Skip to main content
You have permission to edit this article.
Iconic textiles inspired by worldly experiences

Iconic textiles inspired by worldly experiences

  • Updated

A John Robshaw dreamscape created with his Suka Moss wallpaper, Bihar headboard and hand-stitched quilt. 

Buffalo native John Robshaw finds inspiration for his textile prints in everything from a tumbling-down graffiti wall in Tashkent, Uzbekistan, to a palace in Jaipur, India.

Robshaw is known throughout the design world for creating dynamically vibrant designs born out of the rich traditions of generations of craftspeople around the world.

“The way (local craftspeople) work and the way their families are involved in crafts always intrigues and inspires me,” Robshaw said. “I think it’s a way of life that goes deep and in today’s world of tech, everything brings me back down to the fabric of life.”

Robshaw Headshot

Robshaw’s foray into art was through painting and photography at Nichols School. His painting teacher, Grace McKendry, and photography teacher, Gary Stanton, who had his students make Man Ray-like photograms, were significant early influences. A trip to Europe also exposed the young creative to classical art and traditional craftspeople.

Robshaw experimented with various forms of art at Franklin & Marshall College, such as photography, painting and bronze casting. He traveled to Rome to study printmaking and painting his junior year, then won a grant his senior year to study woodblock printing at the Zhejiang Academy of Fine Arts in Hangzhou, China.

There, he began to learn traditional block printing—a centuries-old art form popular in China, India and other East Asian countries. His teacher, Lu Fang, taught him a method of carving out a block and painting in sections of colors, then rubbing the color in, which was like the flip of block printing in India.

Robshaw next earned his MFA in painting and printmaking at Pratt Institute. During his time there, he delivered sequins and dress patterns to and from Bombay (now Mumbai) for his teacher’s friend who owned a sequin company and made runway dresses for fashion companies. Following graduation, he took classes at Ahmedabad’s National Institute of Design, a top-ranking school for textile design.

“I started making block-printed textiles thinking they could somehow become art by hand printing them with natural dyes,” he said. “It took me some time to realize art, design and all other forms of creative expression are all the same and the divisions are arbitrary.”


Eventually, Robshaw began working in a tiny studio on Broome Street in New York City with a few other artists, selling his paintings to decorators for showhouses. One day, a designer noticed the stacks of fabrics he crafted in India on the floor and asked to purchase them for upholstery—a question that shifted his focus to textile design.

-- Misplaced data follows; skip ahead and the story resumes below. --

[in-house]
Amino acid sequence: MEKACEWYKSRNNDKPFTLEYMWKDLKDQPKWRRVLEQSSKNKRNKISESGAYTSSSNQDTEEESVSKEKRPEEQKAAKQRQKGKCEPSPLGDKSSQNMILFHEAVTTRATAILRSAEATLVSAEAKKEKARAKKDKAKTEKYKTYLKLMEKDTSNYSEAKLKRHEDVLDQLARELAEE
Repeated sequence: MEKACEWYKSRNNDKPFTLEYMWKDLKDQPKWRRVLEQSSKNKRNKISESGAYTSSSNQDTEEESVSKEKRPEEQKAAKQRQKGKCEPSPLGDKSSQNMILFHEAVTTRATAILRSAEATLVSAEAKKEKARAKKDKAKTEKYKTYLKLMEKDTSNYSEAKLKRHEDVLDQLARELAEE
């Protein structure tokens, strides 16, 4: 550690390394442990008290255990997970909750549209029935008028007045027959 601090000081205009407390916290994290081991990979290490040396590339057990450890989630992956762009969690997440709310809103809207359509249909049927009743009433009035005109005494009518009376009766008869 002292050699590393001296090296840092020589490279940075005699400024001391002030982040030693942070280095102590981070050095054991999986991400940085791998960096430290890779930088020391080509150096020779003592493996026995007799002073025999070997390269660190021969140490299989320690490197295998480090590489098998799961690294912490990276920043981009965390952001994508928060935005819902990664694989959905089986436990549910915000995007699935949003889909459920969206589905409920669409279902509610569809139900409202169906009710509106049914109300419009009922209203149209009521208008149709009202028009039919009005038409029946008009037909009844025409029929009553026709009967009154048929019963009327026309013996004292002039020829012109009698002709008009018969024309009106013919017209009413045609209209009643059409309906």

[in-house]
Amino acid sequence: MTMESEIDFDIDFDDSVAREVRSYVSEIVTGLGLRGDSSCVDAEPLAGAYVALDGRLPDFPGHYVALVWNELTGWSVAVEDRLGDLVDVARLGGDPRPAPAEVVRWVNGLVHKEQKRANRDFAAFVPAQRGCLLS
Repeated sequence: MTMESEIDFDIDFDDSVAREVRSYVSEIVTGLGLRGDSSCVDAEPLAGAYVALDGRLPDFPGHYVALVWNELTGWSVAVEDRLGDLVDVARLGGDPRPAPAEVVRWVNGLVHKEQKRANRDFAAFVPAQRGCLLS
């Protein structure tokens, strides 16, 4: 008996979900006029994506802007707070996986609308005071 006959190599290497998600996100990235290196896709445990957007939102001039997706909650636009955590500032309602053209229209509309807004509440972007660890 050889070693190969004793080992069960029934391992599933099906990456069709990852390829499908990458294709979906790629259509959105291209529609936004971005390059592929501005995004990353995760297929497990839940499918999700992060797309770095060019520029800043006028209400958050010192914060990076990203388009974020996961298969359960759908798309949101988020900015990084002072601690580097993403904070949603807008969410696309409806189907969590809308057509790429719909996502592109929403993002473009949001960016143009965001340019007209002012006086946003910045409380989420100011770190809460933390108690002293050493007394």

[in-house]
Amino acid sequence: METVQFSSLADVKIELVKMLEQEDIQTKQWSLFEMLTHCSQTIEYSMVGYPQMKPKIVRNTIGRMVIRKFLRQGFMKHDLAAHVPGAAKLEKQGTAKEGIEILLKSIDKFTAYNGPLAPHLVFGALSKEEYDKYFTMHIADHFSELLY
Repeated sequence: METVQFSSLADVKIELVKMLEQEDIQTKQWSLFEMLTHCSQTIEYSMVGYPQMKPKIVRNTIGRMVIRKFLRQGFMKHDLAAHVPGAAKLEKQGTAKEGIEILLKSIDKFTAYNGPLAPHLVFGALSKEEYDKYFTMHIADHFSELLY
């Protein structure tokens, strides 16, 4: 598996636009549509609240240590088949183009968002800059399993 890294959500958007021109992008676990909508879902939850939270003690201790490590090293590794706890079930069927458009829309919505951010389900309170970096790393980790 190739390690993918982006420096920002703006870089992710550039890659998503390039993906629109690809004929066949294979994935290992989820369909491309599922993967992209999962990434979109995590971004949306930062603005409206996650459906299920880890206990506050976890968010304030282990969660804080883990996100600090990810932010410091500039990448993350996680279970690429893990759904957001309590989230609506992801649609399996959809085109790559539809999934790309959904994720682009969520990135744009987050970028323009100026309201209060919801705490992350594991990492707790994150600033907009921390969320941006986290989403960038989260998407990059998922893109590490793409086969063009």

“What I loved was the mediums, the work and the process,” he said. “And it did not matter to me how it got out there or how people used it.”

Robshaw’s work caught the attention of Ralph Lauren, Donna Karan and Giorgio Armani, who all sourced prints from him. But his goal was to be his own boss, and in 2001 he founded his own company with his name at the forefront.

With help from his Jaipur workshop, John Robshaw started with pillows, quilts and sheer panels. He then expanded by partnering with more artisans including block carvers, dye masters and seamstresses from India, Thailand and the Philippines. His collection now casts a wide scope that features rugs, wallpaper, custom furniture and much more. Robshaw’s designs can be found at, as well as Anthropologie, Bloomingdale’s, Macy’s, Perigold and Yvonne Estelle’s.

Robshaw’s favorite prints

Robshaw bench

Each season John Robshaw introduces 50-70 new prints with help from two designers. “I really enjoy working with them and seeing where they go with ideas,” he said.

These are few of the most iconic prints and techniques in his collection:

Lapis: An overlarge hand block that creates interesting spaces.

Verdin: A medallion is created by repeating a small block.

Bleed: Separate prints overlap and bleed into one another.

“Print designs ideas come from all over for me,” he said. “They come from art, from old tantric drawings, from nature, really everything is fair game. Color pattern combinations can come out of anything.”

Be the first to know

* I understand and agree that registration on or use of this site constitutes agreement to its user agreement and privacy policy.

Related to this story

Most Popular